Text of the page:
The Austrian Ambassador on Austria-Georgia Relations

Exclusive Interview

Mr. Arad Benkö has been the Ambassador for Austria for over three years and was the first Austrian Ambassador to Georgia. GEORGIA TODAY met him to find out more about his time here and experience.

“We opened the Embassy here in Tbilisi because we have so many bilateral activities that we implement here, ranging from development aid, cultural corporation, education and business and cooperation in asylum matters,” he told us. “Politically, the aim was to have an Ambassador and an Embassy to oversee the whole spectrum of relations. Prior to that, knowledge about our activities in Georgia was less coordinated and visibility low. My aim is to get a better overview, and bring them together where appropriate. If you ask me what the most important project is, it is definitely to bring our different initiatives together, work to feel the ‘temperature’ of relations, and relay to the investors what kind of structure is working in Georgia.”

Tell us about Austria-Georgia relations.

Relations are excellent and we try to focus on business and EU approximation.

Overall, we have very positive upwards trends, for instance, in 2017 and 2018, we had a 75% increase in export from Austria to Georgia and 20% from Georgia to Austria. Still, this result does not reflect the actual increasing interest by Austrian companies in the Georgian market. Like its neighbors, Georgia has some “oriental” elements of doing business and one needs to invest time, money and build personal relationships.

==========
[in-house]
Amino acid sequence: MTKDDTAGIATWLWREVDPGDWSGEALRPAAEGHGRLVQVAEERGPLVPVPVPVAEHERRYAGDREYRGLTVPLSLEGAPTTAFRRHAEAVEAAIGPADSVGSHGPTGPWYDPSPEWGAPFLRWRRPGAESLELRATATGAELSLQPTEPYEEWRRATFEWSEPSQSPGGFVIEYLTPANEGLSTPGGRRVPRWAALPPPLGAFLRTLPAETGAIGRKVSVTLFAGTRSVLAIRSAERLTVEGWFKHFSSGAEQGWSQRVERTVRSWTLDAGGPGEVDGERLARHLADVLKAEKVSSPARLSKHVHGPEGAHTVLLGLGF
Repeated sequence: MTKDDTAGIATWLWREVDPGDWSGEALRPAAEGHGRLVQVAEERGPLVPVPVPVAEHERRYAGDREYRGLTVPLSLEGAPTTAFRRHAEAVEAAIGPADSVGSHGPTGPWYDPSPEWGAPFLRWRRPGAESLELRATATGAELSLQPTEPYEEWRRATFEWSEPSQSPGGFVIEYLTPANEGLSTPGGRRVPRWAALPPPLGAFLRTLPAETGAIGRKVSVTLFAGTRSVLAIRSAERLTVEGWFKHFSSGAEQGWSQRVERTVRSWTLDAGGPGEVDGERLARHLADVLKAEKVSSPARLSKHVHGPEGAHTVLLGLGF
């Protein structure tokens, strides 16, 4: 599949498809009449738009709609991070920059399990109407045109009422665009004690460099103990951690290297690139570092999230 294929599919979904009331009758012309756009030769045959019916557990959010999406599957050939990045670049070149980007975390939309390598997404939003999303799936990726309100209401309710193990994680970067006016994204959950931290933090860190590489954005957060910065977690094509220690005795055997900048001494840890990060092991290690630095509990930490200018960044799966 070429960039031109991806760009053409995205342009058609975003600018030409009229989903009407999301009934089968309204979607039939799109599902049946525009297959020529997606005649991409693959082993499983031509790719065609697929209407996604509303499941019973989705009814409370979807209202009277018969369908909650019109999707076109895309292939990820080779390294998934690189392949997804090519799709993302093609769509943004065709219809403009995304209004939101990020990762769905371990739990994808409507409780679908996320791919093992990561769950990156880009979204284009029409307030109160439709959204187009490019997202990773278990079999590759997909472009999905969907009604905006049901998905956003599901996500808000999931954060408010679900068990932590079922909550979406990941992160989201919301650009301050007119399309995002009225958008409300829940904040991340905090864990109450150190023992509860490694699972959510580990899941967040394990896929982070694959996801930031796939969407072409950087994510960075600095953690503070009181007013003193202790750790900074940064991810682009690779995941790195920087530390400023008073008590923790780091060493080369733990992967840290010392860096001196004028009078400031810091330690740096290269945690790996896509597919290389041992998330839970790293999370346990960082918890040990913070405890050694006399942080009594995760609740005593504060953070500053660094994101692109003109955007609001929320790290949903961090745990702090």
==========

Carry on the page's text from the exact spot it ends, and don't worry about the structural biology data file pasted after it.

Apart from EU aid, Austria has different programs in supporting Georgia in its transformation process and on its way to becoming part of the European family. For example, the Austrian Development Agency has been focusing on developing agriculture, forestry and local governance since 2013 and over EUR90 mln has been granted in that time.

How have Georgian-Austrian relations changed for the better since you took office at the Embassy?

The most important thing was the opening of the Embassy in 2016. Austria supports many projects in Georgia, although there is not too much visibility I must admit. Traditionally, our companies are not inclined to market what they are doing. The Embassy tries to make some of it visible. Austria´s foreign policy focusses on the EU and Europe as we are a small country. Therefore, the Embassy is crucial to our relationship and to the visibility of what we are doing in this country.

Are there many applicants from Georgia for the Austrian visa? How about annual visitors from Austria, as interest between these two countries and citizens rises?